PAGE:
Five minutes on Twitter is all it takes to find dozens of blog posts, articles and news on whatever field happens to interest you. You can also participate in ongoing discussions with colleagues from all over the world in professional network forums like MusicPLN.
Writing your reflections in a diary enables you to see and record new insights about your professional practice. Writing them in a blog enables you to share them with other like-minded professionals at the same time. This opens the door for them to give you feedback, and also for both you and they to learn from your experiences.
The blog is a public platform, and you are essentially writing for an audience. To blog well, you need to get your ideas across as clearly and succinctly as possible, to engage your readers and keep them interested. The process of writing your thoughts and ideas every day, in such a way that it gets across easily, increases your ability to communicate with others both online and off.
Your blog may also become a vehicle for presenting your thoughts and ideas not only to your online contacts, but also to colleagues closer to home, as well as to students, parents, and members of the public.
I went to the MTEC conference in January of 2009, and it was brilliant. I arrived at school that year, brimming over with new ideas about how I was going to incorporate music technology into my classroom, enthusiastic about getting into teaching, and excited about sharing what I’d learned with my students and colleagues.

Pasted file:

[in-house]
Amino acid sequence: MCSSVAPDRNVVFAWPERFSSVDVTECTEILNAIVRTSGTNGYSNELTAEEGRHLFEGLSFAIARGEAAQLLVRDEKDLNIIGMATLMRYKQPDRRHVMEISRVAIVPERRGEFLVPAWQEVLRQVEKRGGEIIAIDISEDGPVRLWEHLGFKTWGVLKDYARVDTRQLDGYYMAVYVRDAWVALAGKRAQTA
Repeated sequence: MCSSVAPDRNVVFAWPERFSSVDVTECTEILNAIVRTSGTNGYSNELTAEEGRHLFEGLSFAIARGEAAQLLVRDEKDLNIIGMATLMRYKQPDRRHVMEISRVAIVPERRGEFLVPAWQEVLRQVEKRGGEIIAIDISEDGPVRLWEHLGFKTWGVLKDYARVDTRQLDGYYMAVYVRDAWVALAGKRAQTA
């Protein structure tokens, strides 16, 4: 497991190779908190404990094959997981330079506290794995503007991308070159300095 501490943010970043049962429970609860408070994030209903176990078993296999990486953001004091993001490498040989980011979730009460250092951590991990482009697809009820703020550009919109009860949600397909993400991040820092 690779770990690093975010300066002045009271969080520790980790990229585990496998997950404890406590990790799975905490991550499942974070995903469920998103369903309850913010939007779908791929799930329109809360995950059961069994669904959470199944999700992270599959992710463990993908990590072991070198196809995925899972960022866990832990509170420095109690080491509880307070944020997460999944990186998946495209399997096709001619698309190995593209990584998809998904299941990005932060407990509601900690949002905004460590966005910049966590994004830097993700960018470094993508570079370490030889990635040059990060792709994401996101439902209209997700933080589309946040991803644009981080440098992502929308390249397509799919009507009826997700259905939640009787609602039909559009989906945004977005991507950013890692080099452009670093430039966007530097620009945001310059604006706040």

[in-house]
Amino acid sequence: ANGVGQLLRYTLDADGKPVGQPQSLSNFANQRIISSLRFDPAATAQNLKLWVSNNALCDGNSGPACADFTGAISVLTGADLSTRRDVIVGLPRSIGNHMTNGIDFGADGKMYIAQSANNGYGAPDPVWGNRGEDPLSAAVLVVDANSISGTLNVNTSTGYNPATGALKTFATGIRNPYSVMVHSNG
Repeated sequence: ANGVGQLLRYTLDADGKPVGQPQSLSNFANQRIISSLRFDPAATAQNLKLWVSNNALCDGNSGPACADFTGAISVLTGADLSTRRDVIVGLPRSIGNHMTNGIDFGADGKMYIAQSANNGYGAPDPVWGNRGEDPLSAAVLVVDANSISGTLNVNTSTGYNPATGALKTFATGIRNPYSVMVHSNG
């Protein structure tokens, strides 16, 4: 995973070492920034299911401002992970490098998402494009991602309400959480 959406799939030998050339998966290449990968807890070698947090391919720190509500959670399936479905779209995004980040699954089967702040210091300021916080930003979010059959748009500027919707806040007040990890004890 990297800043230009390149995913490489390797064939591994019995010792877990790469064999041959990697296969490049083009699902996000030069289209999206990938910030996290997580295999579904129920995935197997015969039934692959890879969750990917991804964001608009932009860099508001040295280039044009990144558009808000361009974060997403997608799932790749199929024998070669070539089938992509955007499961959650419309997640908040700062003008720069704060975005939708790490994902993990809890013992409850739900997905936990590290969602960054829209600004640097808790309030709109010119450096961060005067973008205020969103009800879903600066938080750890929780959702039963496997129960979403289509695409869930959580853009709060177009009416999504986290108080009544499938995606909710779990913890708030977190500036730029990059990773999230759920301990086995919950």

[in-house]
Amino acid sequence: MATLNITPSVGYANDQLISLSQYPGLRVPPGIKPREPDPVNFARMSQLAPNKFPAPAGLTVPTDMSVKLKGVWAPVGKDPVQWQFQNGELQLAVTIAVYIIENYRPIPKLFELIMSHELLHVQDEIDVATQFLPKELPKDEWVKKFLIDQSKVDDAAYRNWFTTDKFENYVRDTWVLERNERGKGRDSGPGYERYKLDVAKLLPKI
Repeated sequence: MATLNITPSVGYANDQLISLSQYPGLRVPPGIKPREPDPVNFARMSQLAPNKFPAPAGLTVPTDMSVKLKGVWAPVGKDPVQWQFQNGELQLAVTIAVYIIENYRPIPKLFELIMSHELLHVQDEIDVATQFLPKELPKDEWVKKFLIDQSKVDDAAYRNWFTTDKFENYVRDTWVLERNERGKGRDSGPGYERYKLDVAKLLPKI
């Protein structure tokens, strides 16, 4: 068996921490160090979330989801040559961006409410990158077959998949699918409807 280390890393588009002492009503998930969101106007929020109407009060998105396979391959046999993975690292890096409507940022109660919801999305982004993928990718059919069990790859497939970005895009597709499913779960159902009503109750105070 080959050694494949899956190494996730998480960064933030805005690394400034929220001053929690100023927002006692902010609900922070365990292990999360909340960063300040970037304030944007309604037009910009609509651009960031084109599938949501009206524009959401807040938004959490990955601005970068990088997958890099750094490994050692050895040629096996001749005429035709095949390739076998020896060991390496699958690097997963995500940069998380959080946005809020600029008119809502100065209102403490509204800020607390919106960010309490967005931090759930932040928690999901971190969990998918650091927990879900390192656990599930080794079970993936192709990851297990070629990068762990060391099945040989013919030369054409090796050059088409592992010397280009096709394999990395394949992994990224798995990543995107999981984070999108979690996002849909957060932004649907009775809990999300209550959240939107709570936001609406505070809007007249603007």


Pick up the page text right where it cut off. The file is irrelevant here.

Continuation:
But then the budget was too short, the marking piled up, the paperwork and administrivia took on their usual overarching importance, and my ideas and my motivation went by the wayside. Very little changed for my students that year.
I went to MTEC 2011 jut over a month ago, and was inspired by James Humberstone to start a music teaching blog. I also joined Twitter. Since then, O-Generator has been installed on the school computers, my students have had their first computer-lab lessons ever for composition, I’ve seen to the installation of Pro Tools and Acid Music Studio on the classroom computer and now it’s being used nearly every lesson, instead of just sitting there.
Tomorrow I’m going to be running a demonstration to our beginning teachers on how to use the IWB and Interwrite Workspace software, I’ve just written my first year 8 music assignment which requires using music software to compose, and I’m planning lessons on music apps for ipad and iphone/ipod touch. My students have also been looking at Aviary Roc and SoundJunction, and their homework has been to check out YouTube videos on O-Generator and other music stuff.
I’ve begun to occasionally use the school email as another professional networking tool, emailing links to interesting sites and articles I’ve found to the rest of the staff, like the one on Spaced Learning.
I have been motivated every day since the conference to make these changes, and my momentum hasn’t slowed. The reason is because of this blog and my Twitter networking. It’s almost like MTEC 2011 hasn’t actually finished yet. Being around motivated people all the time is infectious, and when you come into contact with them every day through online activity, it has a way of keeping you going, and of giving you the determination to find solutions to problems which have gotten in the way before.